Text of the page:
Revelers celebrate Aug. 23, 2015, during a second-line parade in New Orleans. The parades represent a history of solidarity, empowerment and cultural pride within the African-American enclaves of the city. The 10th anniversary of Hurricane Katrina, which killed more than 1,800 people and is considered the costliest natural disaster in U.S. history, is Aug. 29, 2015.
Mario Tama/Getty Images

There is no peace inside a hurricane. The wind sounds like a howling dog. The shutters on the windows of your old house rattle as if a sci-fi predator were trying to break in. Your family sits in a circle with their faces tight, occasionally gasping when a tree cracks in two, a tin garbage can crashes against a wall or the slate shingles fly off the roof like dinner plates hitting the ground—or at least those are the explanations you give yourself in the dark.

That was my experience as a child during Hurricane Betsy, 1965, my first dangerous New Orleans flood. My friends in the 9th Ward climbed into their attic to escape as water rose to the ceiling. A classmate swam lifeguard-style with her grandmother under her arm to a school on higher ground. The water did not reach my family, more centrally located. But it came within a few streets of us, then receded. We had successfully ridden it out, as the expression went.

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We routinely latched the wooden door blinds, covered the windows with plastic and waited in the strong, plaster-and-lathe-framed part of the house in the same way people in the Midwest ran to their tornado-proof cellars, and people in California stood in their doorways when the ground began to shake. It was the price we paid for living in this town.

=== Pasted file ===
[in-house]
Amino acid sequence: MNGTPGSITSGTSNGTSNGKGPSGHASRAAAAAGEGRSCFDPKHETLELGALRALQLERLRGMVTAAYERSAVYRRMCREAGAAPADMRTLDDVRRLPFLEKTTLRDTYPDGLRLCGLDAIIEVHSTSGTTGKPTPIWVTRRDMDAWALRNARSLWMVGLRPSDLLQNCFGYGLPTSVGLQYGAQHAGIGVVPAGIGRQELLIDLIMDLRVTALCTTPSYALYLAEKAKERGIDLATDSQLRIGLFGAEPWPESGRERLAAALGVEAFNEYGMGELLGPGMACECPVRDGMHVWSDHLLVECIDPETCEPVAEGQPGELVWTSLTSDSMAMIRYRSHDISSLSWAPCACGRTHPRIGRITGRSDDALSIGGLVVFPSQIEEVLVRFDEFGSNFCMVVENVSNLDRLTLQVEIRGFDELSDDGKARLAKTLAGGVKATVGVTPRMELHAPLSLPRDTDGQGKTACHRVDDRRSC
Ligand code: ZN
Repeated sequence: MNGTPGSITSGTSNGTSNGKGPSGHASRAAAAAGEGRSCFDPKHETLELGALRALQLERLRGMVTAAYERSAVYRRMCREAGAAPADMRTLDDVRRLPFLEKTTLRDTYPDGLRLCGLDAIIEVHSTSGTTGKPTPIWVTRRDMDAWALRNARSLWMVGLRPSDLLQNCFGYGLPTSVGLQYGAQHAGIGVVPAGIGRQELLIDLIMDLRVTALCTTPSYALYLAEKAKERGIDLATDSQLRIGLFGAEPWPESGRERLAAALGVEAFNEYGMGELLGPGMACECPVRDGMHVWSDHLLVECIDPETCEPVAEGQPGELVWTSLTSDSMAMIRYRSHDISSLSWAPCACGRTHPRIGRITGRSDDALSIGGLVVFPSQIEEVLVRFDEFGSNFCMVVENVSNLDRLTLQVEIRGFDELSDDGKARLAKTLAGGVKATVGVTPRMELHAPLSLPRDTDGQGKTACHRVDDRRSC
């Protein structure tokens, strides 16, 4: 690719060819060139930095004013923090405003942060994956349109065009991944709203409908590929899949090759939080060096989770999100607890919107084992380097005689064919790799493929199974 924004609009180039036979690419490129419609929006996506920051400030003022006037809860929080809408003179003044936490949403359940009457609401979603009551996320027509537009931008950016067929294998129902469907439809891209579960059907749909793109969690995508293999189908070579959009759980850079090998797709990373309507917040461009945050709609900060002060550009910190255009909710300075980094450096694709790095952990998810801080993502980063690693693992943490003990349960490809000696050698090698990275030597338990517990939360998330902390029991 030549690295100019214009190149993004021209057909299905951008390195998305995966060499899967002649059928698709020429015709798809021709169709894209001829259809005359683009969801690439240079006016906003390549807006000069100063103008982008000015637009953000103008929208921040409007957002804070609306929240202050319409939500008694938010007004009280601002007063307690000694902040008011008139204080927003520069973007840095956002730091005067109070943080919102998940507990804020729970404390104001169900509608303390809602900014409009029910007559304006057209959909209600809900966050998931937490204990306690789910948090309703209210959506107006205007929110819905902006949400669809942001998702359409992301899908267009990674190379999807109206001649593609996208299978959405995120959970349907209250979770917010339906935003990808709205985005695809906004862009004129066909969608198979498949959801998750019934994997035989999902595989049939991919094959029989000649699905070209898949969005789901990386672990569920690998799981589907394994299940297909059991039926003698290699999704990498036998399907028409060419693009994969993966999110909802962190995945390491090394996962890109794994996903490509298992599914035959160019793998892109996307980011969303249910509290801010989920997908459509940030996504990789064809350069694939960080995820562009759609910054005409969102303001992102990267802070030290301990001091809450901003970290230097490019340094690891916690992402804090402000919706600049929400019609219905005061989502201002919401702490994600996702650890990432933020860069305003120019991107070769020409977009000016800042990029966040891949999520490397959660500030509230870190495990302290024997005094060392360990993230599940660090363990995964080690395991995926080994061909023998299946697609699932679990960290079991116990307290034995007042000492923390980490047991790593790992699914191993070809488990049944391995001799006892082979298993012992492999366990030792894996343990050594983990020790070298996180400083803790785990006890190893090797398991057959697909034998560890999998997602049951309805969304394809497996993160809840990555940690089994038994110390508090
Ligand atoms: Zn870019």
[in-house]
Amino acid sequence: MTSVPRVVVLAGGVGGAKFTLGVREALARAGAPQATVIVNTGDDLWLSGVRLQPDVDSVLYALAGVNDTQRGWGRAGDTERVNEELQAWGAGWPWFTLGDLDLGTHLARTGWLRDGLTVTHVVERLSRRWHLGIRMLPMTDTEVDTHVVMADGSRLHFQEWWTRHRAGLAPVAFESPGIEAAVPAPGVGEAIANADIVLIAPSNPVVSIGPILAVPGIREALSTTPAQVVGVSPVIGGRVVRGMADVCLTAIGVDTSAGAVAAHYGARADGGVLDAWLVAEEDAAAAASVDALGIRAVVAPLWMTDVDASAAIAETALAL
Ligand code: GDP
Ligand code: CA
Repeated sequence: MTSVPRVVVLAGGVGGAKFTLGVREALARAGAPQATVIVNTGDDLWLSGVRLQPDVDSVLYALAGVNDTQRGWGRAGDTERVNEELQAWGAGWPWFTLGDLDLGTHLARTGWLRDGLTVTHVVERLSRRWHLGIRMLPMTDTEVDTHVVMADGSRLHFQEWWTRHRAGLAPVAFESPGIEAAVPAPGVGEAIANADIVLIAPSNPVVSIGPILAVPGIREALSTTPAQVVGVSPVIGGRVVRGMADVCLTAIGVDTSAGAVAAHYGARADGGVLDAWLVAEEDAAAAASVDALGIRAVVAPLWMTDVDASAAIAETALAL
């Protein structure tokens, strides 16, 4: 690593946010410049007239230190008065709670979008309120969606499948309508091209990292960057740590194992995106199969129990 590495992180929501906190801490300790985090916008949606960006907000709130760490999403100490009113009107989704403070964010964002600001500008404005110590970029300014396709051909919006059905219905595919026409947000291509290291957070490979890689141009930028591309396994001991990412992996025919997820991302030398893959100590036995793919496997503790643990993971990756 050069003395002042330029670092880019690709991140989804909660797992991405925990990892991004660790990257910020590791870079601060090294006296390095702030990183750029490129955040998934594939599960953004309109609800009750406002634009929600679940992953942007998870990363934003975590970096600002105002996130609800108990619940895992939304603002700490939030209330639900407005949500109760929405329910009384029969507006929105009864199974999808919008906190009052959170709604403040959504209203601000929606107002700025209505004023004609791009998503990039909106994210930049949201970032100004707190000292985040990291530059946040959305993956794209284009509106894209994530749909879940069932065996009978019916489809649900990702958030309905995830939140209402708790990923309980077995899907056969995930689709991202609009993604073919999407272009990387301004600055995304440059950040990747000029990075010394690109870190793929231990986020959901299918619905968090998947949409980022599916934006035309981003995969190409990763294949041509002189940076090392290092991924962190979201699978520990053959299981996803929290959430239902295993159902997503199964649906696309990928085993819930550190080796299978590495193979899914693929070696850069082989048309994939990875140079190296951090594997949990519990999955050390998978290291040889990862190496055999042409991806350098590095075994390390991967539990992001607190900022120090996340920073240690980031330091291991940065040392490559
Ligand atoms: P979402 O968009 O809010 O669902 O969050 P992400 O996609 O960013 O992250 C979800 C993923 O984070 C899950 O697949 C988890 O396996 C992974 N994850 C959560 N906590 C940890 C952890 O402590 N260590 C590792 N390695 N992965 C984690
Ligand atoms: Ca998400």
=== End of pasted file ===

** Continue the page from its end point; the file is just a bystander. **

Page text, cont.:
But it was more than that. With at least four generations born in Louisiana, we were people of the land. We celebrated with sacks of crawfish pulled from the soft mud, oysters culled from their salty beds and crabs seduced into nets on the seawalls. We cultivated red peppers next to our front steps to flavor the gumbos we made with okra, tomatoes and bay leaf grown in our backyards. We drank a lot, to entertain not just ourselves but also our friends, because we knew from the local history of mosquito-borne fevers, overturned skiffs in the lake and massive strokes from the 100-plus-degree heat that life could end at any moment. So we believed in enjoying our time on Earth.

We still do, 10 years after our biggest disaster, Hurricane Katrina. Our festivals can be as spontaneous as the sound of drumming that begins a street parade joined by local horn players, or as orchestrated as Mardi Gras. We party both day and night, in public and private. We are also gun toters, victims of stray bullets and pawns of heart-wrenching poverty that seems to continually stupefy our officials. But we have had more than our share of fools and criminals in government, often one and the same, and maybe we still do.

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Since Katrina, 39 percent of our black children live in poverty—82 percent of them in working families. The families earn on average only about $25,100 annually, compared with their white counterparts, who earn about $60,500. Forty-eight percent of black men in New Orleans are unemployed. These are figures reported by the Data Center and local Urban League, and are pointed to as improvements.